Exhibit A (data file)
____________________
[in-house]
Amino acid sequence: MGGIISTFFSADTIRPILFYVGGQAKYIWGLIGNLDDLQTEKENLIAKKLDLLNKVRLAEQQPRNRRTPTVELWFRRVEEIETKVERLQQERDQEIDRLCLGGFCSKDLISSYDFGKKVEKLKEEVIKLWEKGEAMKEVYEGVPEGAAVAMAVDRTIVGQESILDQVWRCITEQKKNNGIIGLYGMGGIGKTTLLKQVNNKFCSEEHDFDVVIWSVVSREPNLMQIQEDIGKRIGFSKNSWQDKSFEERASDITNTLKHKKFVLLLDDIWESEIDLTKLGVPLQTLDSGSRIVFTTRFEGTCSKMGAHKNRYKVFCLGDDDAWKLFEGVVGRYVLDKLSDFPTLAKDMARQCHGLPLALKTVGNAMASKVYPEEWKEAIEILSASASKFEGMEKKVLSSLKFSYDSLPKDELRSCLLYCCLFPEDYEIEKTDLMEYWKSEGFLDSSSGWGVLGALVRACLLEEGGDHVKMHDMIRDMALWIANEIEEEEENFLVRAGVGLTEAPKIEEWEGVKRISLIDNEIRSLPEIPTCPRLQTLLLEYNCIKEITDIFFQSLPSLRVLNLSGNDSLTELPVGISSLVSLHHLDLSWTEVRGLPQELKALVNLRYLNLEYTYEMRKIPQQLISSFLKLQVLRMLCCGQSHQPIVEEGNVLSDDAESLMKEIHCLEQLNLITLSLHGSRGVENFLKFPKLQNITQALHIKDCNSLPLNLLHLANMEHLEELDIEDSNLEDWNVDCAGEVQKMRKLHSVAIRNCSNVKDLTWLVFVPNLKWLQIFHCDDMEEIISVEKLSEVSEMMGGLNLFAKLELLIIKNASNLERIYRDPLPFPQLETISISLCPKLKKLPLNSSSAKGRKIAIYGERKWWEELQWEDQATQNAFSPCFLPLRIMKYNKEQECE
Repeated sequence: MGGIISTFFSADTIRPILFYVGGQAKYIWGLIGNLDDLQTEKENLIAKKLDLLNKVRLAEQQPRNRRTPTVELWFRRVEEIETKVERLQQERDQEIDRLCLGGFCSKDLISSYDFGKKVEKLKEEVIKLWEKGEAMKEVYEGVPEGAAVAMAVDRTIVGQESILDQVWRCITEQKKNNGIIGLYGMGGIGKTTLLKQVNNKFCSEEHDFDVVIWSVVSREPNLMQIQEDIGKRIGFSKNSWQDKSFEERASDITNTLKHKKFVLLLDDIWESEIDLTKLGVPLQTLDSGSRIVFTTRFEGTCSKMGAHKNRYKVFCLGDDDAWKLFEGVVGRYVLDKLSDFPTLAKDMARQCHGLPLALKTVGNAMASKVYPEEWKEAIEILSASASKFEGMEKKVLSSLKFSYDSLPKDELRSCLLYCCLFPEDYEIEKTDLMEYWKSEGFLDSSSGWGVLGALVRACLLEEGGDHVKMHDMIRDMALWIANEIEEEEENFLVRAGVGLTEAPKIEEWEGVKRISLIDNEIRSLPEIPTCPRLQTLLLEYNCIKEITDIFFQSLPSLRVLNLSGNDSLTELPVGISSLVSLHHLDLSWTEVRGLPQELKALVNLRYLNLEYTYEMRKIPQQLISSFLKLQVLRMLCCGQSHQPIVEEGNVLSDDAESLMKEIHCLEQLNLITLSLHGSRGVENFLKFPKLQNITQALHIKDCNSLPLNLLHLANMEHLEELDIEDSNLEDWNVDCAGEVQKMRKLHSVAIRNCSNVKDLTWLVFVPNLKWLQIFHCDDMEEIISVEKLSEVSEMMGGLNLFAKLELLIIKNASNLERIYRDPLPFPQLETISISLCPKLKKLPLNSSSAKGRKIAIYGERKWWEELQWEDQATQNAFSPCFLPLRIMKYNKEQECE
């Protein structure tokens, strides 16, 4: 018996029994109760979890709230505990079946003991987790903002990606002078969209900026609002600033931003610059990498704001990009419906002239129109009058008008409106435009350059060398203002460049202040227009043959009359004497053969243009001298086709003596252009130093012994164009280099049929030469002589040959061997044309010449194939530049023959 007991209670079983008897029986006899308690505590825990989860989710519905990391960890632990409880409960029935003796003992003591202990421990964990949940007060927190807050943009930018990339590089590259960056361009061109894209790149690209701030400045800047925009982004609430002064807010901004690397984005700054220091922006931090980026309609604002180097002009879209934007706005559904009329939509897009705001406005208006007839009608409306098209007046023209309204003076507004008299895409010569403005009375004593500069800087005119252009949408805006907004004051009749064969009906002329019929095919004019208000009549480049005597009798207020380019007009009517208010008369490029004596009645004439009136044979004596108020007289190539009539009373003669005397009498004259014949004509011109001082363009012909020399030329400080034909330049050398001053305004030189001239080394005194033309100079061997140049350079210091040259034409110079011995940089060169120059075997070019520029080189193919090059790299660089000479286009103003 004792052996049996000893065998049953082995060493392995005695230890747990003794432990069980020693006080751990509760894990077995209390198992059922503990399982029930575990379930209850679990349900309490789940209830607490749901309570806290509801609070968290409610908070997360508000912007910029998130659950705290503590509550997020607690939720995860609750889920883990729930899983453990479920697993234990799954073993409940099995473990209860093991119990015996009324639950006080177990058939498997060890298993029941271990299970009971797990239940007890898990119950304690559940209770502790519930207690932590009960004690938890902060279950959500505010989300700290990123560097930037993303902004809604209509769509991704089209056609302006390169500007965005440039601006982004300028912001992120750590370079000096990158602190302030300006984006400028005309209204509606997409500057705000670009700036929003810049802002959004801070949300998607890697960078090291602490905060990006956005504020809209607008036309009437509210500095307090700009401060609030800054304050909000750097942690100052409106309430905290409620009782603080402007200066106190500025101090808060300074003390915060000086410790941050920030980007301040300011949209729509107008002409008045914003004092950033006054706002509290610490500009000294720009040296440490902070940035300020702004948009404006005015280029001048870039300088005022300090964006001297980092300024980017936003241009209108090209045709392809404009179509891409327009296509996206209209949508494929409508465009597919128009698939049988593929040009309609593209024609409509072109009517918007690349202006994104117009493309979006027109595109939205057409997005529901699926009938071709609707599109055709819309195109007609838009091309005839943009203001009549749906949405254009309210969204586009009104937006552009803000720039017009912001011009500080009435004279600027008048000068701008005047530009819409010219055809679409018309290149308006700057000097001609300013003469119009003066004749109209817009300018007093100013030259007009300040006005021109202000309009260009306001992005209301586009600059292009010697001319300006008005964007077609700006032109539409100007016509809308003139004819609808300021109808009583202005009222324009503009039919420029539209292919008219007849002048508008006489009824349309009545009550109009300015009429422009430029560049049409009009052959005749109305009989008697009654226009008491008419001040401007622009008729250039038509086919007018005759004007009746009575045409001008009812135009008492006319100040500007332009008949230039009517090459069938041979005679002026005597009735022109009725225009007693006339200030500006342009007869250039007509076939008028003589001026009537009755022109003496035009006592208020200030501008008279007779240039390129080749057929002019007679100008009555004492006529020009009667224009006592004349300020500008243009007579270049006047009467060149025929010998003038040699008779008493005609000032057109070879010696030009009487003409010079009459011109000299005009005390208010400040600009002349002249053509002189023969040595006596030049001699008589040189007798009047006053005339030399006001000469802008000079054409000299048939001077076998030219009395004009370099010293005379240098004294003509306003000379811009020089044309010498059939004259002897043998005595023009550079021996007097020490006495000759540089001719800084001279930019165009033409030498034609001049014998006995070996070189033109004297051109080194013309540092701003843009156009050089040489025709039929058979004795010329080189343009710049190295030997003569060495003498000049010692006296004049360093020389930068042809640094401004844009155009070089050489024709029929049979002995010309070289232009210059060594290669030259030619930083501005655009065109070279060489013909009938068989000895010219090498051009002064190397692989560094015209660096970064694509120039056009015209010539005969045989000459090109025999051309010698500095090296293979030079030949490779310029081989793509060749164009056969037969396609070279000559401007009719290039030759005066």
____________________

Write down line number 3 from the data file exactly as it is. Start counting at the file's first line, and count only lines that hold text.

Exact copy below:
Repeated sequence: MGGIISTFFSADTIRPILFYVGGQAKYIWGLIGNLDDLQTEKENLIAKKLDLLNKVRLAEQQPRNRRTPTVELWFRRVEEIETKVERLQQERDQEIDRLCLGGFCSKDLISSYDFGKKVEKLKEEVIKLWEKGEAMKEVYEGVPEGAAVAMAVDRTIVGQESILDQVWRCITEQKKNNGIIGLYGMGGIGKTTLLKQVNNKFCSEEHDFDVVIWSVVSREPNLMQIQEDIGKRIGFSKNSWQDKSFEERASDITNTLKHKKFVLLLDDIWESEIDLTKLGVPLQTLDSGSRIVFTTRFEGTCSKMGAHKNRYKVFCLGDDDAWKLFEGVVGRYVLDKLSDFPTLAKDMARQCHGLPLALKTVGNAMASKVYPEEWKEAIEILSASASKFEGMEKKVLSSLKFSYDSLPKDELRSCLLYCCLFPEDYEIEKTDLMEYWKSEGFLDSSSGWGVLGALVRACLLEEGGDHVKMHDMIRDMALWIANEIEEEEENFLVRAGVGLTEAPKIEEWEGVKRISLIDNEIRSLPEIPTCPRLQTLLLEYNCIKEITDIFFQSLPSLRVLNLSGNDSLTELPVGISSLVSLHHLDLSWTEVRGLPQELKALVNLRYLNLEYTYEMRKIPQQLISSFLKLQVLRMLCCGQSHQPIVEEGNVLSDDAESLMKEIHCLEQLNLITLSLHGSRGVENFLKFPKLQNITQALHIKDCNSLPLNLLHLANMEHLEELDIEDSNLEDWNVDCAGEVQKMRKLHSVAIRNCSNVKDLTWLVFVPNLKWLQIFHCDDMEEIISVEKLSEVSEMMGGLNLFAKLELLIIKNASNLERIYRDPLPFPQLETISISLCPKLKKLPLNSSSAKGRKIAIYGERKWWEELQWEDQATQNAFSPCFLPLRIMKYNKEQECE